top of page

Trade & Policy Round-Up for July


Below is a collection of stories related to trade and government policy that may impact the sewn products industry around the world.

Senate Passes Uyghur Forced Labor Bill

The U.S. Senate unanimously approved the Uyghur Forced Labor Prevention Act (S.65) July 14th, a bill to ban all imports of products from China’s Xinjiang Uyghur Autonomous Region. The legislation states that all products from the region are automatically presumed to be made with forced labor and therefore banned from entering the United States under the 1930 Tariff Act, unless there is proof to the contrary that can be certified. This goes beyond the current rule which only blocks goods if forced labor is suspected. As Sourcing Journal explains, the legislation shifts the burden of proof from U.S. Customs and Border Protection to the importer. It also requires the White House to impose sanctions on foreign entities that knowingly engage in forced labor. Businesses will be required to disclose any dealings they have in Xinjiang. The bill now goes to the U.S. House of Representatives for consideration.

Meanwhile, six U.S. federal agencies joined in issuing a new advisory last week warning businesses about the growing risks of having supply chain and investment links to China's Xinjiang region, citing forced labor and human rights abuses there: "Given the severity and extent of these abuses, businesses and individuals that do not exit supply chains, ventures, and/or investments connected to Xinjiang could run a high risk of violating U.S. law." Reuters has reported that the advisory is leading into forthcoming additional sanctions.

ICYMI: Last month, Behind the Seams provided an overview of China’s new Anti-Sanctions Law which creates a wide-ranging legal framework for the country to retaliate against sanctions imposed by foreign governments.

Hong Kong Business Advisory The U.S. Government has also issued an advisory cautioning U.S. businesses about emerging risks to their operations and activities in Hong Kong. Issued jointly by the U.S. Departments of State, Treasury, Commerce, and Homeland Security, the business advisory explains that businesses and individuals working for them are subject to a restrictive national security law that Beijing imposed on Hong Kong a year ago. It cites the risks of electronic surveillance without warrants and of being compelled to surrender corporate and customer data to the government. The advisory recommends businesses with potential exposure be aware of the potential reputational, economic, and legal risks of maintaining a presence or staff in Hong Kong. Businesses should apply industry due diligence policies and procedures to address applicable and identified risks.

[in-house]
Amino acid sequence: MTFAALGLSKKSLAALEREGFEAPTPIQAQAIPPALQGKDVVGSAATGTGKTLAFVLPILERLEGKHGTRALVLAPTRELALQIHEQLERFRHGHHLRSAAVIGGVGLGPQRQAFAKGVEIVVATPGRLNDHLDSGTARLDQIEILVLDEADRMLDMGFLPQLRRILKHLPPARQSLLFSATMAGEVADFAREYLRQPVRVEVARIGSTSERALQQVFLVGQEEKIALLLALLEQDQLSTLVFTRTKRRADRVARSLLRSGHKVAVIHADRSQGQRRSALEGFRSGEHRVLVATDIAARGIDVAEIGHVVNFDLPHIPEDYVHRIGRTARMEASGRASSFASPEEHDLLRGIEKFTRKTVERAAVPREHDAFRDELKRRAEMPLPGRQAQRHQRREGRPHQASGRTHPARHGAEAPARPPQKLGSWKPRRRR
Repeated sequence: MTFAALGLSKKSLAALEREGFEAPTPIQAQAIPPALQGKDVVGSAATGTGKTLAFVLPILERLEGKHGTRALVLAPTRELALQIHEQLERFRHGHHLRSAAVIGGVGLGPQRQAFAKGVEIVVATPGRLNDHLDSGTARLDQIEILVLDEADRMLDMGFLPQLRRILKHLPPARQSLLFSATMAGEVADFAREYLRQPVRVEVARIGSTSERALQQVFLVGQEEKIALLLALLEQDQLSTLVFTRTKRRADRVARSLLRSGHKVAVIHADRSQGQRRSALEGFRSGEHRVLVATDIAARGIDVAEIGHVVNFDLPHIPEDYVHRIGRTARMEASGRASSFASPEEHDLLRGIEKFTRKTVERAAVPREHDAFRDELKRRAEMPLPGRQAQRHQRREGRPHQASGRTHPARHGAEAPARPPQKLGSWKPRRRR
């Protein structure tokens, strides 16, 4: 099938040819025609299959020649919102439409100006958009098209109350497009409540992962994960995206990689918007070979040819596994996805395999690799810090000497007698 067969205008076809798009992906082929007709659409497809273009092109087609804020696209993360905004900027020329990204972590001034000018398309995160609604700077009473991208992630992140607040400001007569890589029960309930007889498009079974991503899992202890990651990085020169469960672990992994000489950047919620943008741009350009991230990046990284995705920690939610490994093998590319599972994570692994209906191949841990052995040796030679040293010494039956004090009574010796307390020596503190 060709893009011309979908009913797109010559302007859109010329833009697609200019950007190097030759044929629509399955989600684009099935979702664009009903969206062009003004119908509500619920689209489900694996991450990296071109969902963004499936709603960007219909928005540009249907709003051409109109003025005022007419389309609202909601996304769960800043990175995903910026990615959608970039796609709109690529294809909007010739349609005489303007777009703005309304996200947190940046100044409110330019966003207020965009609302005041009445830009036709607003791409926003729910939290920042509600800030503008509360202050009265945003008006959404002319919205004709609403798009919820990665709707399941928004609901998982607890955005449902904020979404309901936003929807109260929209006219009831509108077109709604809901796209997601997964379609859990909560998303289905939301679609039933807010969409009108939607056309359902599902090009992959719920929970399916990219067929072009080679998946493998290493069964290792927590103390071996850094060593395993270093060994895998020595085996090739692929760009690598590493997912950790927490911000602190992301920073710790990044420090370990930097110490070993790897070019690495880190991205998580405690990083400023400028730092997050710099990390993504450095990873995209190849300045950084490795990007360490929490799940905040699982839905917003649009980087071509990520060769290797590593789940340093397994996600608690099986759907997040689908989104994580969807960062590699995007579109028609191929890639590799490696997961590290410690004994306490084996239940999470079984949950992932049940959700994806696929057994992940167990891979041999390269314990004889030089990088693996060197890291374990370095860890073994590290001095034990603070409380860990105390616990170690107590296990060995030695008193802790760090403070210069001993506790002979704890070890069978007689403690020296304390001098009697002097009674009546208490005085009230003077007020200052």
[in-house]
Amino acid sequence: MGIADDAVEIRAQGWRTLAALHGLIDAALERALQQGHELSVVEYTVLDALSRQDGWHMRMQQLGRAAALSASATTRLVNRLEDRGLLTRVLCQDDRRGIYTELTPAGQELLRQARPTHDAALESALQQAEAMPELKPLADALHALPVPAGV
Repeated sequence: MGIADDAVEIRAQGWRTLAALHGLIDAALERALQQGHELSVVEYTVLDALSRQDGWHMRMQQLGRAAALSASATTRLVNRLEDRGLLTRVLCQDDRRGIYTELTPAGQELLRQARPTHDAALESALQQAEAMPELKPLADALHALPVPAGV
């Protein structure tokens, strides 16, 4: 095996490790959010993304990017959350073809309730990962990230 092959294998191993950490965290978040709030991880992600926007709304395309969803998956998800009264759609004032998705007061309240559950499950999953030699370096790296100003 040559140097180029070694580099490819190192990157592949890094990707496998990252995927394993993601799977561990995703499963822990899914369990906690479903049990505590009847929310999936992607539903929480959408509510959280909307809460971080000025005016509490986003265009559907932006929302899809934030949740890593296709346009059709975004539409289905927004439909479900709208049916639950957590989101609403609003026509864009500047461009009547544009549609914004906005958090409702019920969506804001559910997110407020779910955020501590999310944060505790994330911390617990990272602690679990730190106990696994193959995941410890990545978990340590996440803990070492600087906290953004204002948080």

Vietnam Currency Agreement Means No 301 Tariffs On July 19th, the U.S. Department of the Treasury and the State Bank of Vietnam (SBV) reached an agreement to address U.S. concerns about Vietnam’s currency practices. After many months of discussion, SBV has pledged to refrain from the “competitive devaluation” of its dong currency in order to gain an export advantage. The good news for the sewn products industry, as explained by Sandler, Travis & Rosenberg, P.A., is “the agreement appears to delay indefinitely the potential imposition of tariffs on imports from Vietnam in a related Section 301 investigation.”